Page 2 of 2 Previous
Purity vs. electability
Some Republicans say the party’s stamp of approval no longer holds the sway it once did, in part because everyday Republicans often are too busy or turned off by party politics. That increasingly has left political endorsing conventions to ideological die-hards who sometimes select candidates imbued with party purity but lacking broader appeal.
“It is about providing a choice to all Minnesota Republicans,” said GOP gubernatorial candidate Kurt Zellers, a former House speaker pressing ahead to the primary. “I am about having more people involved in the Republican Party, not less.”
Republicans say they are merely replicating a winning, albeit messy strategy used by Democrats, who hold all statewide offices and control the state House and Senate.
“It’s become increasingly difficult for parties to play the role that they have in the past,” said former GOP Party Chair Pat Shortridge, a consultant for Republican gubernatorial candidate and businessman Scott Honour. “It’s my long-held belief that primaries make superior candidates.”
Democratic and Republican party officials hope that resounding primary victories for their endorsed candidates will stem the tide of rebellion — at least for this election cycle.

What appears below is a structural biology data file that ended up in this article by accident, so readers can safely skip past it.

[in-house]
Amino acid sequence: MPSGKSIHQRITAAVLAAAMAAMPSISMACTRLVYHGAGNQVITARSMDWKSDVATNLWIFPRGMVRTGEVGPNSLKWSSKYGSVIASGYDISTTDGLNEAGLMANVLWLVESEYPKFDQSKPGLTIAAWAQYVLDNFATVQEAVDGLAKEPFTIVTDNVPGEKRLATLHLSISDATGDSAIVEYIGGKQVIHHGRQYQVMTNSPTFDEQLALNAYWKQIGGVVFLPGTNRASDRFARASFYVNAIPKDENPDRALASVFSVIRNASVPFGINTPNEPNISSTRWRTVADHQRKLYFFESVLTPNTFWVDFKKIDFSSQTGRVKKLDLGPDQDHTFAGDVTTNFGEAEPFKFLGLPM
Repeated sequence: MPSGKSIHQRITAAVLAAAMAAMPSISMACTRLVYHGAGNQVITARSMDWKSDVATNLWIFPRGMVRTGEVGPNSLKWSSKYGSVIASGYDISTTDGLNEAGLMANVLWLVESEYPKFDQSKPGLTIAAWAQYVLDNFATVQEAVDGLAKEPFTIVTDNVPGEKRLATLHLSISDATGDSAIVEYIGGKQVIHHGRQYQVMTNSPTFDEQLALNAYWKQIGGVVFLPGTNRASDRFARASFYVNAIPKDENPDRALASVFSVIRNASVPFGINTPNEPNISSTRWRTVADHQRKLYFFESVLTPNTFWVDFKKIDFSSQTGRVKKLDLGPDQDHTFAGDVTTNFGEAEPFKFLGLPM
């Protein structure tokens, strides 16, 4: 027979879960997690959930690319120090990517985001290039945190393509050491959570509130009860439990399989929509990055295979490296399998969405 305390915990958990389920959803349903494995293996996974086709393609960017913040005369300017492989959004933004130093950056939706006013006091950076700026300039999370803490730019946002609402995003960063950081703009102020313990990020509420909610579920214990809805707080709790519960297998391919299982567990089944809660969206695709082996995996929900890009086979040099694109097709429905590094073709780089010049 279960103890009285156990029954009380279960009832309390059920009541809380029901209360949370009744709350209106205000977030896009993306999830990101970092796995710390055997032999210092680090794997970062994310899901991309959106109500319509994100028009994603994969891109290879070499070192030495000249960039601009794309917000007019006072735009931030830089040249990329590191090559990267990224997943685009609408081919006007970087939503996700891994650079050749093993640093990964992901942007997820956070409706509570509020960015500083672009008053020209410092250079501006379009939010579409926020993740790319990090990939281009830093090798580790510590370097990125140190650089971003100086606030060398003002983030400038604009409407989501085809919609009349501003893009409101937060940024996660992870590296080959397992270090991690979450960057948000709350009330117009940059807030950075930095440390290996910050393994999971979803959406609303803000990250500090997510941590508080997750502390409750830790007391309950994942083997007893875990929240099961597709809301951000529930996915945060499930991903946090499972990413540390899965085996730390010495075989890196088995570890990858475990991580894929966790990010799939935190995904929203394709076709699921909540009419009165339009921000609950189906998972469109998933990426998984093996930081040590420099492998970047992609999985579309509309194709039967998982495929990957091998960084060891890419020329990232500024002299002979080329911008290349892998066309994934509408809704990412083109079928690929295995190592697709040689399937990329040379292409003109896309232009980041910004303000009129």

GOP Party Chairman Keith Downey said he believes the party’s wobbly finances played a role in some candidates’ decision to take on the party’s endorsee. He said party finances have stabilized, and he hopes primary voters will validate the delegates’ choices.
“I’ve been pretty frank,” Downey said. “Show that the endorsement still means something.”
‘Abide by the endorsement’
Minnesota DFLers have been wrestling with the value of endorsements for years. The promise to “abide by the endorsement” that once cleared the field of same-party rivals has been harder to come by.
But Entenza’s run has particularly enraged some DFLers who fear the contest will ignite divisions within the party and be a drag on Dayton and Democratic U.S. Sen. Al Franken, who is facing a tough re-election fight.
“Democratic activists are beyond ticked,” said Nancy Larson, a longtime DFLer and former auditor candidate. “It makes no political sense. It makes him into a pariah.”
Entenza said he is not put off by the bluster from the DFL’s Martin and other critics. “Democrats have gotten very good at coming together after the primary,” Entenza said. Martin “will be the first one to be on my side when I win. He won’t say it, but he will.”
Baird Helgeson • 651-925-5044